October 31, 2020.
TED NewsDesk, New Delhi: Delhi’s economy is in a state of recovery following the COVID-19 shock with teamwork and efforts from people, businesses, traders, workers, and the government. The companies that had suffered huge losses due to the COVID-19-induced lockdown have begun reopening, and thousands of workers who lost their jobs are beginning to find work. However, India still stares at unparalleled levels of unemployment among the youth that have pre-COVID roots.
Generating employment for the youth should be a top priority for any government. However, the need of the hour is to facilitate employment generation that will re-invigorate the economy and act as a catalyst for Delhi’s growth.
An essential promise from the Aam Aadmi Party has been equipping the students with quality education, skills, and knowledge that will enable them to join the workforce. The Delhi government recently took an important step towards this goal with the first board meeting of the Delhi Skills and Entrepreneurship University (DSEU). Despite having an enthusiastic and aspiring young population, India’s under-investment in skills education has resulted in a huge skill gap. India has less than 5 per cent of the workforce provided with formal skill training. The informal sector, which contributes to 82 per cent of the workforce in India makes less than 50 per cent of the GDP of the country.
One of the negatives of the ongoing skills training efforts is that they do not carry the weight of formal educational degrees. They are also unable to match the scale and quality demanded by the industry. With DSEU, the Delhi government aims to produce thousands of professionals around the year, with entry-level to advanced-level courses for students from classes 10 and 12 as well as for those having undergraduate and post-graduate degrees. Industry and academia’s respected individuals will provide combined efforts to this initiative and help build an institution that is elegant and sensitive to the market’s needs. IIM-Ahmedabad’s professor Neharika Vohra is the University’s first Vice-Chancellor. Pramath Sinha, founder of the Indian School of Business and Ashoka University, Sanjeev Bikchandani, founder of naukri.com, Genpact founder Pramod Bhasin, startup investor Srikanth Shastri, former VC of the Indraprastha University professor KK Aggarwal and professor G Srinivasan are stalwart members of the university board.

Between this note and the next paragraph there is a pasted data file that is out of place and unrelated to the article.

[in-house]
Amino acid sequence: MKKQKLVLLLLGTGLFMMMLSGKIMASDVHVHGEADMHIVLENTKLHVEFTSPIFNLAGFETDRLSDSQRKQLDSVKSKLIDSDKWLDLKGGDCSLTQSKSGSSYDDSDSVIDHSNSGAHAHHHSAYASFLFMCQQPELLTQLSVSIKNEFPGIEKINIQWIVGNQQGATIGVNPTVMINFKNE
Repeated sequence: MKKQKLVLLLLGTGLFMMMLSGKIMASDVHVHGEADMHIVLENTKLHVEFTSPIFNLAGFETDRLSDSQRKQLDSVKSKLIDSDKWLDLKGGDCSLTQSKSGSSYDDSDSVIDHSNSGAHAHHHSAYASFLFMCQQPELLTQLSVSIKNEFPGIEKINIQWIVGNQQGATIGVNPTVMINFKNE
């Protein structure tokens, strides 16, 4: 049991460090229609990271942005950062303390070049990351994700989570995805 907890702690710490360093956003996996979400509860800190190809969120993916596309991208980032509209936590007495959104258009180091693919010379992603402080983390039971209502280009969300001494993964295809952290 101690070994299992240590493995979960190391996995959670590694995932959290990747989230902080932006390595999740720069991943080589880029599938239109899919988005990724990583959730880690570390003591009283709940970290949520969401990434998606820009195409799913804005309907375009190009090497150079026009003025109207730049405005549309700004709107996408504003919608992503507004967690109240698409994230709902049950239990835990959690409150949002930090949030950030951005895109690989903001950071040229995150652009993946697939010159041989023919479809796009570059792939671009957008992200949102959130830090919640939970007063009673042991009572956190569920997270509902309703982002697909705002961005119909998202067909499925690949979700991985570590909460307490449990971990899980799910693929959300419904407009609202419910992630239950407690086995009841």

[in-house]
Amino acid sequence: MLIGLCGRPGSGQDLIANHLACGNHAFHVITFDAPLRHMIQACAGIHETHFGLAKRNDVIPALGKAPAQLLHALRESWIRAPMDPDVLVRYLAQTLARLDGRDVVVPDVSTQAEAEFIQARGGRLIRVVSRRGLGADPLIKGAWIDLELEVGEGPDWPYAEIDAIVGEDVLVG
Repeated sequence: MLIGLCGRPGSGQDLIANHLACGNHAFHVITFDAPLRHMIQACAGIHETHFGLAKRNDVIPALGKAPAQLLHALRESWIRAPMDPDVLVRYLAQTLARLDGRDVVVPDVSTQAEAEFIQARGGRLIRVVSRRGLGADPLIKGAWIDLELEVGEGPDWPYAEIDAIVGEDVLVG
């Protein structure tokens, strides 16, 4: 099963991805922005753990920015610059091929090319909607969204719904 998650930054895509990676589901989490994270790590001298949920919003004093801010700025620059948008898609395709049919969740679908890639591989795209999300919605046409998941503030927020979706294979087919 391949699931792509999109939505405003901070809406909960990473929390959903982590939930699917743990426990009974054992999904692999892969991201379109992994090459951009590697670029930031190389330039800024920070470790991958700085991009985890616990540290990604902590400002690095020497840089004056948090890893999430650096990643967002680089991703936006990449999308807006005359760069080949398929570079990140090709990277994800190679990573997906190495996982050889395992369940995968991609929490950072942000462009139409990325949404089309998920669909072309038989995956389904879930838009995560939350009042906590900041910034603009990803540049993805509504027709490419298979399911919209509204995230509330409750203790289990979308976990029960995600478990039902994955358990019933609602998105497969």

DSEU will also have collaborative efforts with companies to design industry-specific courses, to ensure that the skills being imparted to students match both job seekers and job creators, and are at par with the demand in the local markets. The university’s course offerings will be flexible as market requirements are continually evolving. Regardless of their market value and professional utility, too many existing courses continue for as long as 25-30 years with the same curriculum in various government and private institutions.
This university will aim to be radical in redesigning, dropping, and introducing new courses. Continuous market research will drive the course design. It will also equip students to create jobs for others by incubating their entrepreneurial ventures. It will, in turn, give the youth a chance to contribute not just as members of the workforce, but also as job creators.
Providing high-quality public education is an expensive project that requires transformative political will power. In 2015, Delhi’s government schools were in dire shape. The AAP government worked for the needs of the students, parents, and teachers by trying to create an immersive environment for students. Bringing the community on board, improving teacher training and accountability systems, giving resources to school leaders and administrative autonomy, making parents active partners in children’s learning, upgrading infrastructure, introducing Entrepreneurship Mindset Curriculum and computer programming within the curriculum, were also some of the most innovative initiatives in the schooling system.
Transformation within the government school education system was the first education revolution Delhi saw and now building massive capacity for skills in education would be an integral part of the Delhi education revolution 2.0. It shall be a widely welcomed initiative for the student community, which is now grappling with the aftermath of an unprecedented event such as COVID-19.
Source: First Post